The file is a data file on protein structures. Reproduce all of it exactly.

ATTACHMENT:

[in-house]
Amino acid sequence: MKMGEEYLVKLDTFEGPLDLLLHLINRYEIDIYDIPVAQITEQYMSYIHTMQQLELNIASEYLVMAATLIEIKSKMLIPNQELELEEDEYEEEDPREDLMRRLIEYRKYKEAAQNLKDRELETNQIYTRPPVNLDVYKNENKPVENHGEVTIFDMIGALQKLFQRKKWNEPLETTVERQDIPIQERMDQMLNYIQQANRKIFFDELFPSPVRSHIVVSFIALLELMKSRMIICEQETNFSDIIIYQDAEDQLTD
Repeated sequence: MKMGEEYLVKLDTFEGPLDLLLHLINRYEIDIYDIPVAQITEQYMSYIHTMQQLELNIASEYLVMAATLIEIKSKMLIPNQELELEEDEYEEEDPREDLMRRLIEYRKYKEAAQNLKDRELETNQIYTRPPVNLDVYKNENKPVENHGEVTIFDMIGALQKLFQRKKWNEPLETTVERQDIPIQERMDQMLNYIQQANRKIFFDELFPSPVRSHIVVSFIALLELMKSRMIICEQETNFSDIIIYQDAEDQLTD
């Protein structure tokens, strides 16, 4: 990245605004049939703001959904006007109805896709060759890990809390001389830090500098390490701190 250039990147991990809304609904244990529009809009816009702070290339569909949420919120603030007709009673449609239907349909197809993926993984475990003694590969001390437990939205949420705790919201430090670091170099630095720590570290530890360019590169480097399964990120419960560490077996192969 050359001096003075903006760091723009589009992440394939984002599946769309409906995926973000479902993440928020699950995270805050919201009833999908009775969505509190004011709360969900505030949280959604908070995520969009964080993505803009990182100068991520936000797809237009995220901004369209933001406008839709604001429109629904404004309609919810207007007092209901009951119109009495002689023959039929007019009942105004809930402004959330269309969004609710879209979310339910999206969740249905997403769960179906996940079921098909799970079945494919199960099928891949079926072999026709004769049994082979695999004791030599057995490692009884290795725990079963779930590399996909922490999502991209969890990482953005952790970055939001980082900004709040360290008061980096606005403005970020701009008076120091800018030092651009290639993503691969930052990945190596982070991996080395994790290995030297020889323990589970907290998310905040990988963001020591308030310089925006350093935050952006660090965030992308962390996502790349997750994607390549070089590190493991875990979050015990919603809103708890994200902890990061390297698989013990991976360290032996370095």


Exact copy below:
[in-house]
Amino acid sequence: MKMGEEYLVKLDTFEGPLDLLLHLINRYEIDIYDIPVAQITEQYMSYIHTMQQLELNIASEYLVMAATLIEIKSKMLIPNQELELEEDEYEEEDPREDLMRRLIEYRKYKEAAQNLKDRELETNQIYTRPPVNLDVYKNENKPVENHGEVTIFDMIGALQKLFQRKKWNEPLETTVERQDIPIQERMDQMLNYIQQANRKIFFDELFPSPVRSHIVVSFIALLELMKSRMIICEQETNFSDIIIYQDAEDQLTD
Repeated sequence: MKMGEEYLVKLDTFEGPLDLLLHLINRYEIDIYDIPVAQITEQYMSYIHTMQQLELNIASEYLVMAATLIEIKSKMLIPNQELELEEDEYEEEDPREDLMRRLIEYRKYKEAAQNLKDRELETNQIYTRPPVNLDVYKNENKPVENHGEVTIFDMIGALQKLFQRKKWNEPLETTVERQDIPIQERMDQMLNYIQQANRKIFFDELFPSPVRSHIVVSFIALLELMKSRMIICEQETNFSDIIIYQDAEDQLTD
């Protein structure tokens, strides 16, 4: 990245605004049939703001959904006007109805896709060759890990809390001389830090500098390490701190 250039990147991990809304609904244990529009809009816009702070290339569909949420919120603030007709009673449609239907349909197809993926993984475990003694590969001390437990939205949420705790919201430090670091170099630095720590570290530890360019590169480097399964990120419960560490077996192969 050359001096003075903006760091723009589009992440394939984002599946769309409906995926973000479902993440928020699950995270805050919201009833999908009775969505509190004011709360969900505030949280959604908070995520969009964080993505803009990182100068991520936000797809237009995220901004369209933001406008839709604001429109629904404004309609919810207007007092209901009951119109009495002689023959039929007019009942105004809930402004959330269309969004609710879209979310339910999206969740249905997403769960179906996940079921098909799970079945494919199960099928891949079926072999026709004769049994082979695999004791030599057995490692009884290795725990079963779930590399996909922490999502991209969890990482953005952790970055939001980082900004709040360290008061980096606005403005970020701009008076120091800018030092651009290639993503691969930052990945190596982070991996080395994790290995030297020889323990589970907290998310905040990988963001020591308030310089925006350093935050952006660090965030992308962390996502790349997750994607390549070089590190493991875990979050015990919603809103708890994200902890990061390297698989013990991976360290032996370095």